For decades, Harvard students have gone to Tommy's Lunch on Mt. Auburn Street seeking French fries, lime rickeys and late-night pinball games.

But students arriving there now will find only a sign in the window reading CLOSED. After more than 25 years as a Cambridge institution, Tommy's Lunch is no more.

The restaurant is slated to reopen, under new ownership, as Tommy's House of Pizza in January of next year, according to the sign.

Neither former owner Tommy Stefanos nor the new owners could be reached for comment last night.

But neighboring merchants expressed surprise at the sudden closing.


"They're closed for good?" asked the manager of Pinocchio's Pizza on Winthrop St., who identified himself only as "Ralph Z."

Employees at The Starr Book Shop and Elsie's also on Mount Auburn St., said they had no idea that Tommy's Lunch was folding.

"I was surprised that Tommy's closed so early," said Jan Cooper, an Elsie's worker. Cooper said she had not expected Stefanos to retire for several more years.

Neighborhood merchants say they have no reason to believe the restaurant was in financial straits.

"It's a good location...I don't see how you could go under," said Ralph Z.

Tommy's Lunch, known for its late hours, served grill food, sandwiches and snacks. The restaurant also harbored a collection of pinball and video games, making it a favorite hangout for Cambridge youths.

"Tommy's runs" have been a nightly tradition at The Crimson for the past 20 years, according to Crimson Production Supervisor Patrick R. Sorrento.

Each production night, a Crimson staffer goes to Tommy's to buy coffee for Sorrento and food for other staff members.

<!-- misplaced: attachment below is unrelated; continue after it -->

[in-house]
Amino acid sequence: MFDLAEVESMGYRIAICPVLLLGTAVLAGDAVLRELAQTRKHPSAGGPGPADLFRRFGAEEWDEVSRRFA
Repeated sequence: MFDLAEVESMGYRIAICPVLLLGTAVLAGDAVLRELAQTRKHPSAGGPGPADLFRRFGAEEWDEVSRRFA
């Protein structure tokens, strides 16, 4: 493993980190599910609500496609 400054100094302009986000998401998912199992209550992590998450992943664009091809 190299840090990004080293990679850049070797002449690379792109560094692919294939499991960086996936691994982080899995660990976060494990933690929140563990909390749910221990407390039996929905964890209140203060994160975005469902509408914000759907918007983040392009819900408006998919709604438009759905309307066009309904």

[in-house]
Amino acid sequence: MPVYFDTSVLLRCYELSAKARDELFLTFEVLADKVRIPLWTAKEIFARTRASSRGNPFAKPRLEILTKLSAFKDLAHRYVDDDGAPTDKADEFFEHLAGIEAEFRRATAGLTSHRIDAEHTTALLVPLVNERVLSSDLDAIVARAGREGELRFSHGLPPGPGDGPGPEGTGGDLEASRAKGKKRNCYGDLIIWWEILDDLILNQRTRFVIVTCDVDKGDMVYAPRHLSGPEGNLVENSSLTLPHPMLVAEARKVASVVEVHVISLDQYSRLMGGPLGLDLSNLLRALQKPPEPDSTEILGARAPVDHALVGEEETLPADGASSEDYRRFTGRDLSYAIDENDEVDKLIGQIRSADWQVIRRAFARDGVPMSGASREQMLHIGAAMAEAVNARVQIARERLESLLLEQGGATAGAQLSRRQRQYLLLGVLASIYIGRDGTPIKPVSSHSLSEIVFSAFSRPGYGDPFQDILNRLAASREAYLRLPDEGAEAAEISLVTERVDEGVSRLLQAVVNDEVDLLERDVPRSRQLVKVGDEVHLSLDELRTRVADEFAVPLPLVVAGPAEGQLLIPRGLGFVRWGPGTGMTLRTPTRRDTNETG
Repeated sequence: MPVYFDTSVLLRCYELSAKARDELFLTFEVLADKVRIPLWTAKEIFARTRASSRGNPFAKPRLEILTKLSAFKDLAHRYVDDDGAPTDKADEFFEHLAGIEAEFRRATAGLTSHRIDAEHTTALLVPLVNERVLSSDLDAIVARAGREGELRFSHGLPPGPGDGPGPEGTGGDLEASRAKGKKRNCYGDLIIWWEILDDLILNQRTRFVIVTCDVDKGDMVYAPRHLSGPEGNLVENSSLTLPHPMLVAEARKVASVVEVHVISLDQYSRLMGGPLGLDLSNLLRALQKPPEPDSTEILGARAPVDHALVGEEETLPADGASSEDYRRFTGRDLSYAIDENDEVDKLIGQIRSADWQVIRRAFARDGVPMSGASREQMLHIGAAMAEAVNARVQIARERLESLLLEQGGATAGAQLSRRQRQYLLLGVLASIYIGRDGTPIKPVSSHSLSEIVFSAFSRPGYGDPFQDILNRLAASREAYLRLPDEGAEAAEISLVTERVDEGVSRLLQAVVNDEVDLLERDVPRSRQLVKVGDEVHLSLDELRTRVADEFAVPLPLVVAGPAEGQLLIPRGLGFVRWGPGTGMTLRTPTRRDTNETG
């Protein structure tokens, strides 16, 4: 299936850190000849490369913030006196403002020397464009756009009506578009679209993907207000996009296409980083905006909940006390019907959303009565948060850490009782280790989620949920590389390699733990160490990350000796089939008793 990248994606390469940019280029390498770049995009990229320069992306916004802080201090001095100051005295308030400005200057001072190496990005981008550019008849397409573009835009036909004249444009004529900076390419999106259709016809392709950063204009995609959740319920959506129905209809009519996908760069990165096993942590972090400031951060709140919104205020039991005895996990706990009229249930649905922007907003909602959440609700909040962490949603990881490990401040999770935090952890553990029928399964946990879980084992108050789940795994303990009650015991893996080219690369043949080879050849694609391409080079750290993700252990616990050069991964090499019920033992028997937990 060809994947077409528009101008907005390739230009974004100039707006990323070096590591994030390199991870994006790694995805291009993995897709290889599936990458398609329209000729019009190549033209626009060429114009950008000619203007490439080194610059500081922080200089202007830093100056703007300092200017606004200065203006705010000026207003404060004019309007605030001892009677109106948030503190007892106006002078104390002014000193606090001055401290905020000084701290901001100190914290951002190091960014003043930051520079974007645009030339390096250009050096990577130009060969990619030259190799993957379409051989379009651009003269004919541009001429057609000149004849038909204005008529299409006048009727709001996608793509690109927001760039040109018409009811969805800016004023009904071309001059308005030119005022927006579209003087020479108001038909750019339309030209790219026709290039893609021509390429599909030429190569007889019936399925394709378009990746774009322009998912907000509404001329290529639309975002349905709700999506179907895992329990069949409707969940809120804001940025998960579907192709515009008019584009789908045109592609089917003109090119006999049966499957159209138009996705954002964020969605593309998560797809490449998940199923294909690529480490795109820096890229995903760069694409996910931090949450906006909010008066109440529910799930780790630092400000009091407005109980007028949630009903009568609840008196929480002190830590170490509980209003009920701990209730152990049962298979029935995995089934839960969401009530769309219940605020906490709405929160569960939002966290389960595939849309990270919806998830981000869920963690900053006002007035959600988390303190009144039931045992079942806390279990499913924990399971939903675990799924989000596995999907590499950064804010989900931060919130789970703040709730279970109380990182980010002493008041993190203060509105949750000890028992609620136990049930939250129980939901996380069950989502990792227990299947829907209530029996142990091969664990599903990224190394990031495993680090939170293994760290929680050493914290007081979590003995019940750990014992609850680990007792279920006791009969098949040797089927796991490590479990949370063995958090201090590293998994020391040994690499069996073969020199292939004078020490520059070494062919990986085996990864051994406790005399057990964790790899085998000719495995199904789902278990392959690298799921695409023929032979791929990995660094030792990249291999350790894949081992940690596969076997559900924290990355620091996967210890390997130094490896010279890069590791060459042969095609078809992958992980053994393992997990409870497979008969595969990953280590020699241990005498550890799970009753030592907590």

"It's been a tradition that the compers always made the Tommy's run," Sorrento said. "That's how they've always been initiated. It's the only place in the Square where you can get good coffee."

Students and Cambridge residents interviewed yesterday said they were sad to see the passing of a local landmark.

Gregory J. Lopez '95 said, "It's really kind of a shame...It's a Harvard tradition and it's the only place around here to get a decent egg cream. So now the egg cream is officially dead here."

Jeanne L. Smoot '93-94, who described herself as "surprised, shocked and dismayed," said that when she took a year off from Harvard, she specifically looked forward to patronizing Tommy's on her return.

"You go and you hang out [at Tommy's]. You can just be, for long periods of time," Smoot said.

James Dowling '76 and Charles G. Lewis, a Cambridge native and graduate of Boston University, said they would miss the restaurant's relaxed atmosphere.

"It was a good place to go without drinking," said Dowling.

"Tommy is a character--a very nice person," Lewis said. "It was a nice place to go to get something quick to eat or just for a couple of games of pinball."

The manager of Pinocchio's Pizza said yesterday he is not worried about facing competition from a new pizzeria.

"We wish them luck," he said.